How did Marie Antoinette celebrate her 21st birthday?

Château Fontainebleau is the only royal and imperial château to have been continuously inhabited for seven centuries. Photo via Musee château Fontainebleau 

When a Queen turns 21, you have to do something big! Of course a party would be planned for her birthday, but what could be done to make the event even bigger? How about starting the party before her birthday even arrived? 36 hours before Marie Antoinette turned 21 the Faro tables opened!

 Marie Antoinette's 18th birthday party was depicted in the film, Marie Antoinette. 

It began at château de Fontainebleau, around 7pm on October 30, with a room full of players from Paris who acted as bankers for the game.  They ran the Faro tables for the guests to enjoy. Of course she had all her friends there! Tons of money circulated through the night in an all-out continuous party. Yes, 32 hours!¹ There were drinks and excitement to carry those who became tired throughout the night with the party finally wrapping up at three in the morning on November 1st.

 Falling asleep during Mass! From the 2006 film, Marie Antoinette.

What everyone may not have been thinking about during the party was going to church the next morning. When the Mass of All Saints was held for the court the following day it was a bit of a disaster. Those who made it, and you really should have made it.... were pale as ghosts, dark circles under the eyes and most were hunched over from exhaustion. It was quite the scandal and everyone was talking about it.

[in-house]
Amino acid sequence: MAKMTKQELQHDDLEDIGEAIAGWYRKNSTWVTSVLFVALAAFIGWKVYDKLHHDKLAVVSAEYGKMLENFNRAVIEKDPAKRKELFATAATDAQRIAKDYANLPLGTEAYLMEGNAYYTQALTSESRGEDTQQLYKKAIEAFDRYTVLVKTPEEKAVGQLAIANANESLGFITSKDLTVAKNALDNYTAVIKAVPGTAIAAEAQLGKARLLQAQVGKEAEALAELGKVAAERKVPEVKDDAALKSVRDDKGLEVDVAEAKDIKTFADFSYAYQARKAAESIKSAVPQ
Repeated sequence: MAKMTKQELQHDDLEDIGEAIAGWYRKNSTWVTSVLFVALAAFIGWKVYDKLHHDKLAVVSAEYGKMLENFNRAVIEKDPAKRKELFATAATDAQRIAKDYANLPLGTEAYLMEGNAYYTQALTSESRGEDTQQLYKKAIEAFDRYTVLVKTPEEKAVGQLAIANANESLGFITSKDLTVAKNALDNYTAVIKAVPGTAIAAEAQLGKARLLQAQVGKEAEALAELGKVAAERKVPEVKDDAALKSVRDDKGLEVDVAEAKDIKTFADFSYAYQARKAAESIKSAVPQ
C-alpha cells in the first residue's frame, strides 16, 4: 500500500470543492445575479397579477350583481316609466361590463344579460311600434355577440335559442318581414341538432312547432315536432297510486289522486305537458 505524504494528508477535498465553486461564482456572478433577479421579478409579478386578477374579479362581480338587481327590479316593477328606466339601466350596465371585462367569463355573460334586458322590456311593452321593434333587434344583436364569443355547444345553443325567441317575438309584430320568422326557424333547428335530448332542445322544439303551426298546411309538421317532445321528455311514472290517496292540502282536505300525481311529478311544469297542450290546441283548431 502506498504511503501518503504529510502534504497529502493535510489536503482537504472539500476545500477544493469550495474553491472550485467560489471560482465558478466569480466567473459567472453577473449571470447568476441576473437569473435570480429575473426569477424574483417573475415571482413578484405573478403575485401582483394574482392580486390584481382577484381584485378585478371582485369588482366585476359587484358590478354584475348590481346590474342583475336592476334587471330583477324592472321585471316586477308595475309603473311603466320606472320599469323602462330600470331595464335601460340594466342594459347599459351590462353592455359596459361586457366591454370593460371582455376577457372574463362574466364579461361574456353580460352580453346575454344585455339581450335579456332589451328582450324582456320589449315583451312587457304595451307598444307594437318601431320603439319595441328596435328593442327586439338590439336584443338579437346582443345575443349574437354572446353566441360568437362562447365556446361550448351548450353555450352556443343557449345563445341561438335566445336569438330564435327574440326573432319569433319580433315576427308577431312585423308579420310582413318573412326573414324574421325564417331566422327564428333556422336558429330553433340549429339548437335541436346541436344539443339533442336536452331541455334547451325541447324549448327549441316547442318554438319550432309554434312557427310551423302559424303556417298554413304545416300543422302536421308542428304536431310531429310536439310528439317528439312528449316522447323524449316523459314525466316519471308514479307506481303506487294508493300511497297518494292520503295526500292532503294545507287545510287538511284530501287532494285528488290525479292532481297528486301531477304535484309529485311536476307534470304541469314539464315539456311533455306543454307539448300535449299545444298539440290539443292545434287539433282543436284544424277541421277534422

What did Louis have to say about this event?
"When the king taxed his wife with this, she replied naughtily: 'You said we could play, but you never specified for how long.'
The King merely laughed and said quite cheerfully: 'You're all worthless, the lot of you.'"²
The celebration was certainly in contrast to how she spent previous birthdays. According to the Comte De Mercy, in a letter dated November 2, 1772, she spent her seventeenth birthday as she had always, in devotion and retreat.³

¹Hilaire Belloc, Marie Antoinette.  (New York: Doubleday, Page & Co, 1909), 133.

²Alfred Von D'Arneth and Geffrey M. A. Marie Antoinette. Correspondance Secrète Entre Marie-Thérèse Et Le Cte De Mercy-Argenteau, Avec Les Lettres De Marie-Thérèse Et De Marie-Antoinette. Vol. 2. (Paris: Libraire De Firmin Didot Frères, Fils Et. Imprimeurs De L'institut, Rue Jacob, 56, 1874), 10, quoted in Fraser, Antonia. Marie Antoinette the Journey. (New York, NY: N.A. Talese/Doubleday, 2001), 141.

³Lillian C. Smythe, Mercy d'Argenteau, Florimund, The Guardian of Marie Antoinette; Letters from the Comte De Mercy-Argenteau, Austrian Ambassador to the Court of Versailles, to Marie Thérêse, Empress of Austria, 1770-1780, (London: Hutchinson, 1902), 220-221.

Images: Marie Antoinette. Directed by Sofia Coppola. Performed by Kirsten Dunst. United States: Sony Pictures Home Entertainment, 2007.


  1. Now that's a party! I think I got sushi and saki (def not up to par)

  2. If you're going to turn 21, that's the way to do it.

  3. It sounds like the 18th century version of "Spring Break"!

  4. Life is short so eat that cake, take that trip, and live life to the fullest because you never know when it will end